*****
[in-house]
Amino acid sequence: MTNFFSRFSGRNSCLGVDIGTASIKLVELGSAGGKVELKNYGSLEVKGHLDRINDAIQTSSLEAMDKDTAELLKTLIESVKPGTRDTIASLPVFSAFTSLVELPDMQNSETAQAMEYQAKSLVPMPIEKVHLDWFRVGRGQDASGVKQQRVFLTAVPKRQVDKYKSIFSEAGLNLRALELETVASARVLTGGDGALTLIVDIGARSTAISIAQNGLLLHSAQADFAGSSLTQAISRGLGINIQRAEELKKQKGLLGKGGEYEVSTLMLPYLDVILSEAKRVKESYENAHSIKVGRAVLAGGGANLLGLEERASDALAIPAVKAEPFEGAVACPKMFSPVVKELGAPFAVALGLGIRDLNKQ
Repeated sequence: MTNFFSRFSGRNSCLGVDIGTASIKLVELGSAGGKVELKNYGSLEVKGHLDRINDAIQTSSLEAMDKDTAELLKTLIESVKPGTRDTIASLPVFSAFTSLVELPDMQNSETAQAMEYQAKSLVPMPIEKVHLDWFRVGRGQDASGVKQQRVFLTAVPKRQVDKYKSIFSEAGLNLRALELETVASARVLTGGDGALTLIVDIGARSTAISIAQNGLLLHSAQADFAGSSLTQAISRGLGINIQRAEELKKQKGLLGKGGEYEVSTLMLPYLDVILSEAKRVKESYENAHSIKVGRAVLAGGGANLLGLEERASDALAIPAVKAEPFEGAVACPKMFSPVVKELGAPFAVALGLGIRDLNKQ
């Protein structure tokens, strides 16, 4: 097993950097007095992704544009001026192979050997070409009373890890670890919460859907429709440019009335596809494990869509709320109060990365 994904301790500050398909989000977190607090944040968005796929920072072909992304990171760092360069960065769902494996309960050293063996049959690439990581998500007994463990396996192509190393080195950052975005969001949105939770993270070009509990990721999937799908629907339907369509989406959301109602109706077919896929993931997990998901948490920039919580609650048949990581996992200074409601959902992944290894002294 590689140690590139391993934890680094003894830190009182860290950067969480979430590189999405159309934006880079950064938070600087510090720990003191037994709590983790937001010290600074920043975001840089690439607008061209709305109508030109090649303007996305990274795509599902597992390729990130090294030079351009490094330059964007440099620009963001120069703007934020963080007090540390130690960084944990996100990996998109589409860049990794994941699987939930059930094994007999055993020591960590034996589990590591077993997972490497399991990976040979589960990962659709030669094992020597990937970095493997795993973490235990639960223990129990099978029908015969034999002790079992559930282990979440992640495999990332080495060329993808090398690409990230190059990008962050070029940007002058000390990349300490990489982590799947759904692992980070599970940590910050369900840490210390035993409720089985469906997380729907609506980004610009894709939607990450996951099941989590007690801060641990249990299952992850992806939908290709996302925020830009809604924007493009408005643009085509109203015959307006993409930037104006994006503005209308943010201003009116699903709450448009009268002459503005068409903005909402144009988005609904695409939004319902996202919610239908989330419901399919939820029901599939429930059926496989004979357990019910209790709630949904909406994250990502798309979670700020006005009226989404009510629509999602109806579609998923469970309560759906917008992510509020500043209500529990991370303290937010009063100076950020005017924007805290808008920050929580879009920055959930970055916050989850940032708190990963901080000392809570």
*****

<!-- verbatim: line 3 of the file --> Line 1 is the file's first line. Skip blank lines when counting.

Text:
Repeated sequence: MTNFFSRFSGRNSCLGVDIGTASIKLVELGSAGGKVELKNYGSLEVKGHLDRINDAIQTSSLEAMDKDTAELLKTLIESVKPGTRDTIASLPVFSAFTSLVELPDMQNSETAQAMEYQAKSLVPMPIEKVHLDWFRVGRGQDASGVKQQRVFLTAVPKRQVDKYKSIFSEAGLNLRALELETVASARVLTGGDGALTLIVDIGARSTAISIAQNGLLLHSAQADFAGSSLTQAISRGLGINIQRAEELKKQKGLLGKGGEYEVSTLMLPYLDVILSEAKRVKESYENAHSIKVGRAVLAGGGANLLGLEERASDALAIPAVKAEPFEGAVACPKMFSPVVKELGAPFAVALGLGIRDLNKQ